"The Latino giant is wide awake, cranky, and is taking names. We are now a part of history and the political future of this country."
That's Eliseo Medina, the Service Employees International Union secretary-treasurer, a longtime advocate of immigration reform. He may be sleep-deprived after a long night of election returns, but he has a right to be cranky. He went out on a limb in 2007 when the Senate was debating immigration legislation that President Bush created. SEIU endorsed a plan that included guest workers, a taboo in the labor movement. The AFL-CIO was furious. The immigration bill died anyway because Republicans walked away at the last minute.
Medina's comment on Wednesday, after President Obama won a second term and Hispanics turned out in droves to help him, shows an aggressiveness that was not evident in 2007 when Bush was on their side. Hispanic voters want their worries about immigration to be shared by everyone else, and they aren't being shy about saying so.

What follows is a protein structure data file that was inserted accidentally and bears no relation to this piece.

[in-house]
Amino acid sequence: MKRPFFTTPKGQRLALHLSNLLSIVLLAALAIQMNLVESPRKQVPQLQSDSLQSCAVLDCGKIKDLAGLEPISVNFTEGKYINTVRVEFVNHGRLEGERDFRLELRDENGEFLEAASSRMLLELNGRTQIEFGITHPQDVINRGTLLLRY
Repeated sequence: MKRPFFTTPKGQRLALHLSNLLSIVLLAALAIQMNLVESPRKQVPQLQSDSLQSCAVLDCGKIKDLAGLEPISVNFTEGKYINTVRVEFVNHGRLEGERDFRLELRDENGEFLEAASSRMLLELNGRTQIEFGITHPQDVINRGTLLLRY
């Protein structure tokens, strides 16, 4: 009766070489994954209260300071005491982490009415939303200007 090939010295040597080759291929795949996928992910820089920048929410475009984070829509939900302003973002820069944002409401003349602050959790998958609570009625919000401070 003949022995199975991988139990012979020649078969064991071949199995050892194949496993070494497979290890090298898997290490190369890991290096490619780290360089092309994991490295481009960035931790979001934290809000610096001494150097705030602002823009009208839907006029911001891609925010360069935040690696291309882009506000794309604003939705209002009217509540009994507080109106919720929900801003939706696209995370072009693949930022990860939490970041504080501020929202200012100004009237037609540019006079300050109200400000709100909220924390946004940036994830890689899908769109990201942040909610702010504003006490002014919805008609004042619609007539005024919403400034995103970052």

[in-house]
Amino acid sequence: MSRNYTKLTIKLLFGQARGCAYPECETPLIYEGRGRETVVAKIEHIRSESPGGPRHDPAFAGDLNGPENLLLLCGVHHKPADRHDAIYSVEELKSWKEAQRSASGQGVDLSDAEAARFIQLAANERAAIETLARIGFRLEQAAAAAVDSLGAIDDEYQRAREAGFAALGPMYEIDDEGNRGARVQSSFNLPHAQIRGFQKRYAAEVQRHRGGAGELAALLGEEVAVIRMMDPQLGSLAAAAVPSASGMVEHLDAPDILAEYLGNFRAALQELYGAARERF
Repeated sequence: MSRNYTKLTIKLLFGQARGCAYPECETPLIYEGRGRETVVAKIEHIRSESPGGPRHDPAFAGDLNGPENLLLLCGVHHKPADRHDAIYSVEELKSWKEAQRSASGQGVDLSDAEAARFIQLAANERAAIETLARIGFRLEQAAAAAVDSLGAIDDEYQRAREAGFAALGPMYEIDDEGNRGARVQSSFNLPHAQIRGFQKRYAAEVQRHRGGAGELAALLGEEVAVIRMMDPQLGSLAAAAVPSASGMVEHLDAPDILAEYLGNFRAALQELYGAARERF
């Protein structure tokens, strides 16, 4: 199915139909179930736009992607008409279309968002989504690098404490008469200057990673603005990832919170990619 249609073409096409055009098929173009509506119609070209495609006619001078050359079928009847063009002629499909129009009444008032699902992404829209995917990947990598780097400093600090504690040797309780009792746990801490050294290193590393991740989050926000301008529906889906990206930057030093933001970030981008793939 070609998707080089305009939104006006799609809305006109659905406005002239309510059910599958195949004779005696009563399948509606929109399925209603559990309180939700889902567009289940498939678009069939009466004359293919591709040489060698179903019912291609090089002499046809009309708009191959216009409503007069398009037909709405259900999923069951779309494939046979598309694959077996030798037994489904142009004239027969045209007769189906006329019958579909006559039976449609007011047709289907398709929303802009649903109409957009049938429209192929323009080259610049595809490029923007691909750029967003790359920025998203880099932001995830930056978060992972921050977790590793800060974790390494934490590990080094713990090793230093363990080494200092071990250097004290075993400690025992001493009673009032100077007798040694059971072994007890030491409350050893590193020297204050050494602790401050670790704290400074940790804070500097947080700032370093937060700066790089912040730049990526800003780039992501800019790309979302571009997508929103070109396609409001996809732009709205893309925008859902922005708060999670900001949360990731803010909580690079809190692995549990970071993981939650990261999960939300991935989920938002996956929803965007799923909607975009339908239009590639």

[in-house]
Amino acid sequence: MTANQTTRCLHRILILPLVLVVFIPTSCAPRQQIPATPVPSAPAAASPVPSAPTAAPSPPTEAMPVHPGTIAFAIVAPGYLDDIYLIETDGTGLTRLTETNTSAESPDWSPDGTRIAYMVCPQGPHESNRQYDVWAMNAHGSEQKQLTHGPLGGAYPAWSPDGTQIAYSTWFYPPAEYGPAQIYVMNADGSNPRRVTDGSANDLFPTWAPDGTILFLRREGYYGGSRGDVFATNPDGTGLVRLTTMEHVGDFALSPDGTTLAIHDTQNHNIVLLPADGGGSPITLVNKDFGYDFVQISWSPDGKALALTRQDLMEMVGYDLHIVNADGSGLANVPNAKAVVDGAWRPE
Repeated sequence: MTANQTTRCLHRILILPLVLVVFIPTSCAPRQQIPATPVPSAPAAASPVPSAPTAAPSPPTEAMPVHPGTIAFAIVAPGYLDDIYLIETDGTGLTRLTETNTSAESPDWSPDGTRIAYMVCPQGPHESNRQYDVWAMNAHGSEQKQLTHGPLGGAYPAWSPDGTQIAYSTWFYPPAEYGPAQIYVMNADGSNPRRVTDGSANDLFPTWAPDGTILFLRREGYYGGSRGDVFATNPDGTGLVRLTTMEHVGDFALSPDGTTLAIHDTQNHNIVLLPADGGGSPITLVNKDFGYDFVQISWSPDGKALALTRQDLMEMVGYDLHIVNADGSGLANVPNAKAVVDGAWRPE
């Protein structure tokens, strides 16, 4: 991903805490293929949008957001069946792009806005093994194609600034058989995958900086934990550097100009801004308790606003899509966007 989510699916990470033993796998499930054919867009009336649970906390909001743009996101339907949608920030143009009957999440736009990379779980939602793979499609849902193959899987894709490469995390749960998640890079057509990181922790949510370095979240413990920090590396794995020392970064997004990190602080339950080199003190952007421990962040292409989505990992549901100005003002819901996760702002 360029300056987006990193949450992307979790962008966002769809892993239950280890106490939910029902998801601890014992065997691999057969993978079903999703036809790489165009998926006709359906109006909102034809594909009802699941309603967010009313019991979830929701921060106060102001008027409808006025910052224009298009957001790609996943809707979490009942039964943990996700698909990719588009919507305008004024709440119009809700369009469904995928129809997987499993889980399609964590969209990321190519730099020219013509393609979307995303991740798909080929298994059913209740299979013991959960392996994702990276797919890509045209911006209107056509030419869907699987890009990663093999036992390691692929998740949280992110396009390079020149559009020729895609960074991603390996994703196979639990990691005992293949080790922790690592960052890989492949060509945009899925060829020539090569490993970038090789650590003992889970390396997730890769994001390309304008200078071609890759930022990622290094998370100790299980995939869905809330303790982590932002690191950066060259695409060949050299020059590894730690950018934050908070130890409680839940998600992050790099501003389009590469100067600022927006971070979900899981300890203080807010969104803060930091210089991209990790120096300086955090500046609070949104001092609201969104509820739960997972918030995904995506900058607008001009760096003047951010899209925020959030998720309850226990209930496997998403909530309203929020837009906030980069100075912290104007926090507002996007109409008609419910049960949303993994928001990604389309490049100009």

"The road to the White House goes through Hispanic neighborhoods," said Clarissa Martinez, the director of civic engagement and immigration for the National Council of La Raza. "Latinos are pragmatic. We are prepared to roll up our sleeves and solve problems. "¦ Immigration has risen to the No. 2 spot and stayed there for the last couple of years."